Frank Gaffney
A recent book by prominent military historians has mainstreamed "alternative history" -- a field that has heretofore been principally a passion for war-reenactors and others fascinated by what might have happened if, at critical moments, things had worked out differently. The New York Times best-selling "What If" features essays by the likes of John Keegan, Stephen Ambrose, David McCullough and Arthur Waldron that consider, for example, how differently the course of human history might have been had Alexander the Great not died prematurely, had the Spanish Armada gotten past the English fireships, had the D-Day invasion failed and the Soviet Union invaded Japan as World War II wound down. This sort of analysis makes for interesting musing about more contemporary events, as well. It is illuminating to muse about some "what if's" in current affairs that might have influenced profoundly our present circumstances -- if only because it may shed light on decisions still to be made. o Let's start with an easy one: What if the first President Bush had not allowed Saddam Hussein's regime to remain in power after Operation Desert Storm? The failure to do so is now widely acknowledged by practically everyone involved to have been a strategic mistake. Just how serious a mistake it was can be seen in: the countless Iraqi lives that have been destroyed by Saddam since the Gulf War in his odious effort to build support for the ruling clique by making the United States appear responsible for post-war sanctions and his people's widespread suffering; the continuing, and growing, threat Iraq poses to its neighbors; Iraqi cooperation with and enabling of international terrorism; and the prospect that Baghdad may once again use weapons of mass destruction (WMD). The case can be made that, if the U.S. had ensured eleven years ago that the people of Iraq were liberated from the murderous tyranny of Saddam's Takriti clan, Iraq would today again be among the most prosperous and civilized nations in the Middle East. International sanctions would never have been imposed and the international community may have helped a democratic, representative government accomplish vis a vis Iraq's WMD programs what South Africa did when it eliminated its nuclear arsenal. At a minimum, it seems most unlikely we would be facing today an Iraqi oil embargo and the imminent prospect of resumed hostilities with Baghdad. o How about this: What if the Taliban -- instead of defying the second President Bush and harboring Osama bin Laden -- had agreed to start what might have been called a "peace process" involving protracted negotiations with the United States or, more likely, the United Nations? Instead of being portrayed as state sponsors of terrorism, the Taliban would have been cast as "partners for peace." Instead of being driven from power by force of American and Northern Alliance arms, the Taliban would still be brutally suppressing Afghanistan's women and oppressing the rest of its long-suffering populace. Terror would almost certainly continue, much of it covertly aided and abetted by Mullah Omar and his friends when they were not play-acting, for Western consumption, at being part of the "grand" anti-terror coalition. State Department specialists would, of course, insist that the United States had no choice but to stick with the peace process, however. Secretary Powell and the CIA would insist that the U.S. keep talking to and dealing with the Taliban and adamantly oppose any Defense Department initiatives aimed at dealing with the Northern Alliance, to say nothing of taking out the Taliban, in the interest of actually waging war on Afghanistan-based terrorists. Does this nightmare scenario sound familiar? It should. It is approximately what has been happening to Israel ever since it began an no-less-benighted "peace process" with Yasser Arafat and his equivalent of the Taliban, the Palestine Liberation Organization/Palestinian Authority. o Which brings us to a particularly topical question: What if Arafat had accepted the deal offered to him by Ehud Barak at Camp David in the twilight of the Clinton presidency? Given what we now know about Arafat's involvement in gun-running, terror-sponsoring and incitement of his people to violence, it seems ever clearer that Arafat would simply have used the 95-plus percent of the so-called "occupied territories" the then-Israeli government was prepared to relinquish to him to pursue his abiding objective: the elimination of the Jewish State from the rest of territory he and most Arabs consider to be occupied -- namely, all of pre-1967 Israel. If so, what, it might be asked, will happen if Arafat were now to get the Palestinian state President Bush has ill-advisedly committed the United States to help create? Under present and foreseeable circumstances -- that is, absent a wholesale change of heart by the Arab world -- the creation of "Palestine" will simply bring into existence yet another Islamist, terrorist-sponsoring, corruptly and despotically misruled nation committed to the destruction of Israel. The difference is that this nation would exist on territory without which Israel is essentially indefensible, giving rise for the first time since 1973 to the distinct possibility that the very existence of America's only regional democratic, and most reliable, ally could be imperiled. That is a "what if" President Bush surely doesn't want to contemplate -- let alone see eventuate. If so, he would be well advised to recall Colin Powell before the Secretary of State makes matters worse by pressing for a "solution" to the present Mideast crisis that shreds the coherence of the Bush doctrine in combating terrorism and further impedes the needed corrective action on Iraq.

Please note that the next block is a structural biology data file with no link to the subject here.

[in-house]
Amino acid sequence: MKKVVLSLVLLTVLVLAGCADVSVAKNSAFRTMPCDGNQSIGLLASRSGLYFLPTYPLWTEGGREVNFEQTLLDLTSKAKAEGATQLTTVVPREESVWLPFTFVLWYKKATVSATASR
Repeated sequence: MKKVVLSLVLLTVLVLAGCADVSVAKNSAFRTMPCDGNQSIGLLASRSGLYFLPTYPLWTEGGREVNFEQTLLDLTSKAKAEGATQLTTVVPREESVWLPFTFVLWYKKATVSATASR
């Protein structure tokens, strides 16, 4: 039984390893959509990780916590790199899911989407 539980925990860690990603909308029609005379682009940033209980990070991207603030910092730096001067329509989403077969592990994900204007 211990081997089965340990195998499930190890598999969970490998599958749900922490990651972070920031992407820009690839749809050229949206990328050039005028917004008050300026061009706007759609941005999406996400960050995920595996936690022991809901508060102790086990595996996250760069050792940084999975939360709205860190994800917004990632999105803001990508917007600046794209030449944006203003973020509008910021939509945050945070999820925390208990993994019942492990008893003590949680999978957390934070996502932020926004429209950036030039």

Frank Gaffney

Frank Gaffney Jr. is the founder and president of the Center for Security Policy and author of War Footing: 10 Steps America Must Take to Prevail in the War for the Free World .